Thesis defense Niels ter Huurne (Donders sereis 364)
15 January 2019
Promotors: prof. dr. J. Buitelaar, prof. dr. O. Jensen (University of Birmingham, UK)
ADHD and the Alpha Rhythm. On the role of alpha oscillations in neural mechanisms underlying Attention-deficit Hyperactivity Disorder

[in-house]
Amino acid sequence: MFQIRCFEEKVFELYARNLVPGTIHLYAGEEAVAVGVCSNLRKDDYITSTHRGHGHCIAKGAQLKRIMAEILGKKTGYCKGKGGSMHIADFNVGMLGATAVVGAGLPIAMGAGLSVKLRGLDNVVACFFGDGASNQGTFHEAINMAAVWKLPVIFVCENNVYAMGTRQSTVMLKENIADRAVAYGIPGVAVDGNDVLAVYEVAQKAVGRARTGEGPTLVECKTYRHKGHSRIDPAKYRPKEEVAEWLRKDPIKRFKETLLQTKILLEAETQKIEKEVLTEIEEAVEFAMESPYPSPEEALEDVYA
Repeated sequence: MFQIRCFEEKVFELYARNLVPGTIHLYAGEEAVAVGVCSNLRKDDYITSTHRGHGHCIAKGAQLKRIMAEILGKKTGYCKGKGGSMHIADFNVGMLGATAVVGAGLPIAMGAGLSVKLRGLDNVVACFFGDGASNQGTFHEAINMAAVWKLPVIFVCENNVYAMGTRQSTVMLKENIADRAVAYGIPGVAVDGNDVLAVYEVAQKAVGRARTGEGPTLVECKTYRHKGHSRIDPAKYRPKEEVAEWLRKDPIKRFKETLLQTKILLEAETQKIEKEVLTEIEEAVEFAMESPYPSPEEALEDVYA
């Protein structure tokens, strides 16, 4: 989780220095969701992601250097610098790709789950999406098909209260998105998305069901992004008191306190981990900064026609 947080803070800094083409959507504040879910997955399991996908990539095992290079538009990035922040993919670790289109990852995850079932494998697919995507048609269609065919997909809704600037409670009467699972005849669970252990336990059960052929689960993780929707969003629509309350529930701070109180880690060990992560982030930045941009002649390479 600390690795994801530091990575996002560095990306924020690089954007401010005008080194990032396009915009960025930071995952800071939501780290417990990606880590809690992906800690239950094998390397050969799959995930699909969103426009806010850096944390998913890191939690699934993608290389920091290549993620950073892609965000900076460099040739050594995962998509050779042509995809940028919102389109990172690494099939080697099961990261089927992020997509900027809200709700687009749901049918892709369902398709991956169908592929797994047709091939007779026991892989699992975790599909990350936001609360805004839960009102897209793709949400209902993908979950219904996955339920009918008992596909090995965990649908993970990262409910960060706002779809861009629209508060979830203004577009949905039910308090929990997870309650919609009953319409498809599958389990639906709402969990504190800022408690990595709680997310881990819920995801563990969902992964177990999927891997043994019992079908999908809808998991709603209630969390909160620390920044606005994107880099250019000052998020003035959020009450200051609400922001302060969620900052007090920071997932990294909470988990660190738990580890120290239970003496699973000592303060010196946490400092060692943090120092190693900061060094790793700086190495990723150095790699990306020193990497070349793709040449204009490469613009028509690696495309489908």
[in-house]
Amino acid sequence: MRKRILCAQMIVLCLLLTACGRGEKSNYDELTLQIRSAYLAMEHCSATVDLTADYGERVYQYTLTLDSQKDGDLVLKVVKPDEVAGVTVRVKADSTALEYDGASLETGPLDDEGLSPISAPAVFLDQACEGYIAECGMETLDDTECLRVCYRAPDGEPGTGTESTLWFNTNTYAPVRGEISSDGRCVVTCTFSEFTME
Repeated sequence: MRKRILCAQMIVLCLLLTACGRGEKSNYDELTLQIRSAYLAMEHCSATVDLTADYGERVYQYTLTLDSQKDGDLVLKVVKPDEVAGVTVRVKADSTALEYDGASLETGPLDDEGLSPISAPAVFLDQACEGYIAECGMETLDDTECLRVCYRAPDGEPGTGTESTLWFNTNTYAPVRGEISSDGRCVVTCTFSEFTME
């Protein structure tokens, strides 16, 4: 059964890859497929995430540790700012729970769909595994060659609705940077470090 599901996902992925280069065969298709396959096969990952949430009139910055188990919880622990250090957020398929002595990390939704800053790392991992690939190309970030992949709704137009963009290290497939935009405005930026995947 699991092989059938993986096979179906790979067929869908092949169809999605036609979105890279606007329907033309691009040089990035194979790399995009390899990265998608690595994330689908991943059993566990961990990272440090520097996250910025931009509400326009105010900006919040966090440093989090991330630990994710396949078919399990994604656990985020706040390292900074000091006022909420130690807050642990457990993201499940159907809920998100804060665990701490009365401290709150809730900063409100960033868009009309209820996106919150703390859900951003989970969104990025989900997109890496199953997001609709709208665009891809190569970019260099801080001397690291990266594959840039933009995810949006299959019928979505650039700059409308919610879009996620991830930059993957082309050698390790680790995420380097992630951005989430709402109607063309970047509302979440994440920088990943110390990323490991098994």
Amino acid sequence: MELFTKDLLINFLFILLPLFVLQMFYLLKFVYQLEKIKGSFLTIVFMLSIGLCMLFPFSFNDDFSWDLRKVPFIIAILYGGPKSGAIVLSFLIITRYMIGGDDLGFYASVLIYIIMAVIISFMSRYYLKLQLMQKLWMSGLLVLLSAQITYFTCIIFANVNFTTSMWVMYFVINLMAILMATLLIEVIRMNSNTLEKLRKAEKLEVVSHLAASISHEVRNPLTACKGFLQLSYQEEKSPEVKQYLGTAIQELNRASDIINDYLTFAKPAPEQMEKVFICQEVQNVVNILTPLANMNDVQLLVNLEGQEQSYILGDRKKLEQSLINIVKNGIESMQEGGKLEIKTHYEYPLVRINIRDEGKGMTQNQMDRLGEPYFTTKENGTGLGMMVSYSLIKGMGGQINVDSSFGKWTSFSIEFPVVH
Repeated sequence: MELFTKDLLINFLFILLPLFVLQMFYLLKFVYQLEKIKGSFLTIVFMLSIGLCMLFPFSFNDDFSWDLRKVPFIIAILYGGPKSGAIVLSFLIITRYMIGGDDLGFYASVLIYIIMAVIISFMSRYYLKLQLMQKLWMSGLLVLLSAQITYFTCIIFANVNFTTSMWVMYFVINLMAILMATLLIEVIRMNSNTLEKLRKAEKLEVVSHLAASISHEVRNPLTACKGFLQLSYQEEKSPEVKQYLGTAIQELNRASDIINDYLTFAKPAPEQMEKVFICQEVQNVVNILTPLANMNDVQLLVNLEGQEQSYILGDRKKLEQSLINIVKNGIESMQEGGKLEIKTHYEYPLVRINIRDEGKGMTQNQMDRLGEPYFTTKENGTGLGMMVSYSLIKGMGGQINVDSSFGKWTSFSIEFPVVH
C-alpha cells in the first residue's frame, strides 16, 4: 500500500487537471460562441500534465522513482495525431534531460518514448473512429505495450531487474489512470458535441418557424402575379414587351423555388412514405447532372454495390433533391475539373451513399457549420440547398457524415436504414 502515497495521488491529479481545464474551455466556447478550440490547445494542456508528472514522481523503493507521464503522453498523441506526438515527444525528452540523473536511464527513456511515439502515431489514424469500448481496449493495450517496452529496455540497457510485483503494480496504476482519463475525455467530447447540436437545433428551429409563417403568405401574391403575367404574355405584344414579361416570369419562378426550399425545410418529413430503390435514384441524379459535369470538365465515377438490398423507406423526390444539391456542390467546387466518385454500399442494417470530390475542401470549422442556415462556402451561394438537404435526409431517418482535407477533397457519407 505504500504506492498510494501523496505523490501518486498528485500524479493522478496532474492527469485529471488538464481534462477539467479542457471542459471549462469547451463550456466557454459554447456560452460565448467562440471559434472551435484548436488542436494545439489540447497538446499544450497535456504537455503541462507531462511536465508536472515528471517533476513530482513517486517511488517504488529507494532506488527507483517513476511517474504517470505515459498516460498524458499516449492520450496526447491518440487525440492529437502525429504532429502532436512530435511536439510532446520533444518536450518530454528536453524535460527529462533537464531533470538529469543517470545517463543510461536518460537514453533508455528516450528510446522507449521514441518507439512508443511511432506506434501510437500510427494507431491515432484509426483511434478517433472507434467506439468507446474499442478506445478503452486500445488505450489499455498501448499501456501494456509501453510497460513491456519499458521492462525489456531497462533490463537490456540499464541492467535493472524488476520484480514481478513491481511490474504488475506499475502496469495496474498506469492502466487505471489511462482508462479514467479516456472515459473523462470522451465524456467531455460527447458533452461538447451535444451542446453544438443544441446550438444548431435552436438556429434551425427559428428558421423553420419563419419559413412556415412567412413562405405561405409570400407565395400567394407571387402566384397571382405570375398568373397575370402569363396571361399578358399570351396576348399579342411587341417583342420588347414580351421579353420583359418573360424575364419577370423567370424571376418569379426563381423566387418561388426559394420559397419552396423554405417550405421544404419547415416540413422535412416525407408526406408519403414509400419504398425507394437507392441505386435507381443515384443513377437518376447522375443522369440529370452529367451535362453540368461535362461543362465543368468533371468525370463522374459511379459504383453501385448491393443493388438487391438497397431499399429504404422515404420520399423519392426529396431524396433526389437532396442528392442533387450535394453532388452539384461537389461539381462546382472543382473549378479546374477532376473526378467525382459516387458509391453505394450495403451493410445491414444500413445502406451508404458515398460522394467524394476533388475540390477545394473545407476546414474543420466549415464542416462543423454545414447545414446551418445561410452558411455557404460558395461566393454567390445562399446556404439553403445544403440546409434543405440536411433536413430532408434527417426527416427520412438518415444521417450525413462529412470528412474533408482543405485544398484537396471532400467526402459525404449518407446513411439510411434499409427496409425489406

Attention deficit hyperactivity disorder is behaviorally classified by having problems regulating attention (inattentiveness) and problems regulating motor actions (impulsivity and hyperactivity. The underlying pathophysiology of ADHD is far from clear, and is characterized by a heterogeneous pattern of structural and functional brain abnormalities, but theories on electrophysiological contributions are relatively underdeveloped. Ter Huurne explored a putative role for aberrant modulation of alpha oscillatory activity in ADHD, as alpha oscillations are crucial in inhibiting activity of task-irrelevant functional brain areas. Both in the attention domain and in the motor domain he found atypical and decreased modulation of alpha, with relatively low alpha activity in task-irrelevant brain areas. Reduced alpha activity was shown to be predictive of higher scores on ADHD reports. Ter Huurne concludes that failing modulation of alpha oscillation contributes to neural mechanisms underlying ADHD. These findings could result in the development of alpha as a biomarker for ADHD, promoting a biological classification approach of ADHD. Furthermore, it could contribute to improving and developing therapeutic interventions targeting alfa, like pharmaceutical and neurofeedback approaches.